I was not surprised to read that Prof Ian Morton, Senior Partner, Engineer Solutions, the lead author of the report by the Institution of Mechanical Engineers (IMechE) which was so critical of the Scottish Government’s renewables-based energy policy, found it difficult to obtain any really accurate data from Government sources (Letters, November 8).
As a technically-aware layperson I have written to Scottish Ministers with the most basic of questions about renewable energy and the future of energy in Scotland. Some of the replies were almost derisory and, worse, seemed to show the person appointed to reply on behalf of a Minister was far from capable of doing so. I have even had replies where the writer did not seem to know their mega-watts (MW) from their mega-watt hours (MWh) nor the difference between capacity and consumption.
The lack of transparency, broad-brush percentages and soundbites from the Scottish Government needs to stop. It is time accurate data is supplied and scrutinised by truly independent experts so that we can all see where the Scottish Government’s 2011 routemap for renewable energy in Scotland, with its targets of meeting an equivalent of 100% demand for electricity by renewable energy by 2020 and 11% renewable heat, is taking us and at what cost.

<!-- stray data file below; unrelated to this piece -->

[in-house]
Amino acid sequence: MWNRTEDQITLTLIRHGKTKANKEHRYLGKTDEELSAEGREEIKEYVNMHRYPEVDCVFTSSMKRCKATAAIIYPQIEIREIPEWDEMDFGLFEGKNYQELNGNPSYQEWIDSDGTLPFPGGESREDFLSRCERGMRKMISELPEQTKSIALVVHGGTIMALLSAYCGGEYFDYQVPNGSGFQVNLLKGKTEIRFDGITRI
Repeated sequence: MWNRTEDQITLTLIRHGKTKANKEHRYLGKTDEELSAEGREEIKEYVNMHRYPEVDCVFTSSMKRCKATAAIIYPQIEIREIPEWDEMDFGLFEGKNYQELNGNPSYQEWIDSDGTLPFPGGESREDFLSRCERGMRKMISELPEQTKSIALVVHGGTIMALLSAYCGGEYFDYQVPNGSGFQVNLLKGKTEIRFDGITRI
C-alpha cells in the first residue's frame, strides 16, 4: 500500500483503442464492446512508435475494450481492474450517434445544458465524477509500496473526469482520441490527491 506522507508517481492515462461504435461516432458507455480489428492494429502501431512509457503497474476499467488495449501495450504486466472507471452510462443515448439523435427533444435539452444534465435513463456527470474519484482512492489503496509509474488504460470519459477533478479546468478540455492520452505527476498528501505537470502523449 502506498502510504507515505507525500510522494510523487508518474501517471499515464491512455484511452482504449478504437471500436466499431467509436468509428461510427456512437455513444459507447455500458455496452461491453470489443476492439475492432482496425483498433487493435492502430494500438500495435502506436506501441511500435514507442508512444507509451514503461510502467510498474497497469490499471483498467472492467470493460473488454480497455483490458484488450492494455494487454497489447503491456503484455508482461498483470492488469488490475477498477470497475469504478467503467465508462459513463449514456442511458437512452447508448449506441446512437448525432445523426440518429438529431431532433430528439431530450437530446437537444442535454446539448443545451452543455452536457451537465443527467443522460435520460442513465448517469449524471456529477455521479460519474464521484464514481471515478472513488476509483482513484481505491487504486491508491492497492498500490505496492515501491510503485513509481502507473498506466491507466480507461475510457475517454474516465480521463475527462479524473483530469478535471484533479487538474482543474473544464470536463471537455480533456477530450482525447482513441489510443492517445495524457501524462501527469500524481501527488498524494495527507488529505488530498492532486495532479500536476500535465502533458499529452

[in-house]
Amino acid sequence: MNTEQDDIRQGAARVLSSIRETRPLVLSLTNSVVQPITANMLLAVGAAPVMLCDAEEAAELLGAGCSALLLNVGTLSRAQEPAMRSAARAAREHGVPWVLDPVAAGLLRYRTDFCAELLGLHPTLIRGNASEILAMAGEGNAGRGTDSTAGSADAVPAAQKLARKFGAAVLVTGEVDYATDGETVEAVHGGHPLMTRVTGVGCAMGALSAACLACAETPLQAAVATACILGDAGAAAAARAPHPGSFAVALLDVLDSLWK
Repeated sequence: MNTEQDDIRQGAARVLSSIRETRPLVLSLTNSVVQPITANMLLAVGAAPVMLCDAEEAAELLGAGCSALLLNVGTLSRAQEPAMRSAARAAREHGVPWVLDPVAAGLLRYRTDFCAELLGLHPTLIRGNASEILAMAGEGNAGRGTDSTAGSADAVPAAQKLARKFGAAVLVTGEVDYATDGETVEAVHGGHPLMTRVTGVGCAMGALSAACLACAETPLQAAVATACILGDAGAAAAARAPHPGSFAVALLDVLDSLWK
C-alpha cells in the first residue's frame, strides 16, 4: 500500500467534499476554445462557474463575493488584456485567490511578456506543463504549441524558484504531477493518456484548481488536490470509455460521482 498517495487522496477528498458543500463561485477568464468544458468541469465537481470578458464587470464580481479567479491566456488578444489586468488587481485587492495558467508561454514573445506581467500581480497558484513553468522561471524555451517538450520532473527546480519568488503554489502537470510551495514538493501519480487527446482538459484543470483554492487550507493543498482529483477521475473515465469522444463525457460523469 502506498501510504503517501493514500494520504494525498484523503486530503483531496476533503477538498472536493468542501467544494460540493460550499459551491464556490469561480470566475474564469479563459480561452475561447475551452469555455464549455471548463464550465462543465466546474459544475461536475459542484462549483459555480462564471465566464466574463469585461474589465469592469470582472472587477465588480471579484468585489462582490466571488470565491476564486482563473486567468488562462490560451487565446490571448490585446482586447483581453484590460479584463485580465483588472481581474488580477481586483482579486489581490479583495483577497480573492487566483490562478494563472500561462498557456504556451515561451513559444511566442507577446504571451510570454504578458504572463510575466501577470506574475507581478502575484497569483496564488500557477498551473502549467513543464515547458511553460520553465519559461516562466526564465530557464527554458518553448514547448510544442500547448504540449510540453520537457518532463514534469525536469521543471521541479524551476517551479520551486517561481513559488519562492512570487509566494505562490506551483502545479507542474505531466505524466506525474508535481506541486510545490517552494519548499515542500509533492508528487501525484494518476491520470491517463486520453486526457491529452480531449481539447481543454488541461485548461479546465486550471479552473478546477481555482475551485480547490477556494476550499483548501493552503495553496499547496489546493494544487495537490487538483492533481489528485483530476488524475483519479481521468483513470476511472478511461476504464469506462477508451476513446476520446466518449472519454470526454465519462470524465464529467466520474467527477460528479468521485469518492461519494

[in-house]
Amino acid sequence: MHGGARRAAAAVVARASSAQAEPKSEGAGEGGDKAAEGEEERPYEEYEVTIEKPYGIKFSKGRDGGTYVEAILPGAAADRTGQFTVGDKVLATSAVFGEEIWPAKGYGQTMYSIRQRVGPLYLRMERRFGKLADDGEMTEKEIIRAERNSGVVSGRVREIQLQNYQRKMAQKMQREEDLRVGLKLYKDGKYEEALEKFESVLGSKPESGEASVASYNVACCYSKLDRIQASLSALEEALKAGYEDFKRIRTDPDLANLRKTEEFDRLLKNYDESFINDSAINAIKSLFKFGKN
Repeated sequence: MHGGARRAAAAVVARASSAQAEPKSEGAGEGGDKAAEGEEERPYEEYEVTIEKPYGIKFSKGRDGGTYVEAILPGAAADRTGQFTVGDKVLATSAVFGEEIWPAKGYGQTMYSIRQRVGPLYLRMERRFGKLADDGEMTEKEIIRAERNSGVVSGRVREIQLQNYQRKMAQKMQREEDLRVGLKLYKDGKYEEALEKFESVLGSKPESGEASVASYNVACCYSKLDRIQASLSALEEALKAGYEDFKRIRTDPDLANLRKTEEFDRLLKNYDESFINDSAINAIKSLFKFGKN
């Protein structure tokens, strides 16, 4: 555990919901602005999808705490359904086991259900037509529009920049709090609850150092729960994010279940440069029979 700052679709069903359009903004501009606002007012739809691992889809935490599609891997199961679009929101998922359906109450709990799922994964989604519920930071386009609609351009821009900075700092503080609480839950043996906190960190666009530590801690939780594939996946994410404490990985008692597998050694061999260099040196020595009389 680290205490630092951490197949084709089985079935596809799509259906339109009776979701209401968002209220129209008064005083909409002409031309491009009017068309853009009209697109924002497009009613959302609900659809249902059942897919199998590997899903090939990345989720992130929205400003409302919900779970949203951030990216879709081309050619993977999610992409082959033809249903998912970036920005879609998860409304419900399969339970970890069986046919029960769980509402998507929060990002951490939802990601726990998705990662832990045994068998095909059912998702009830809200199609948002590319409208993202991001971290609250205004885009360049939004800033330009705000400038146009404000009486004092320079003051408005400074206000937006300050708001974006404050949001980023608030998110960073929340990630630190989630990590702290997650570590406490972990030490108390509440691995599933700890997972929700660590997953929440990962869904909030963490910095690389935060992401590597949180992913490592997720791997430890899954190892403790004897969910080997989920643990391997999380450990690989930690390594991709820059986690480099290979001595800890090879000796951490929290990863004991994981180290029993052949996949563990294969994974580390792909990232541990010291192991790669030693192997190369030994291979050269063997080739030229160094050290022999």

With tidal and wave generation hardly out of the starting blocks, ever more wind turbines will have to be constructed to meet targets, with any surplus power sold to England at an extremely discounted price. Existing conventional power plant, despite its age, together with new conventional plant, will be needed to meet actual demand and provide back-up for wind. The result will be even higher emission levels and soaring electricity bills. Maybe it is time for less bluster from Alex Salmond and more heed to the experts?
Tulchan, Glenalmond, Perth.
|Wind Watch relies entirely
on User Funding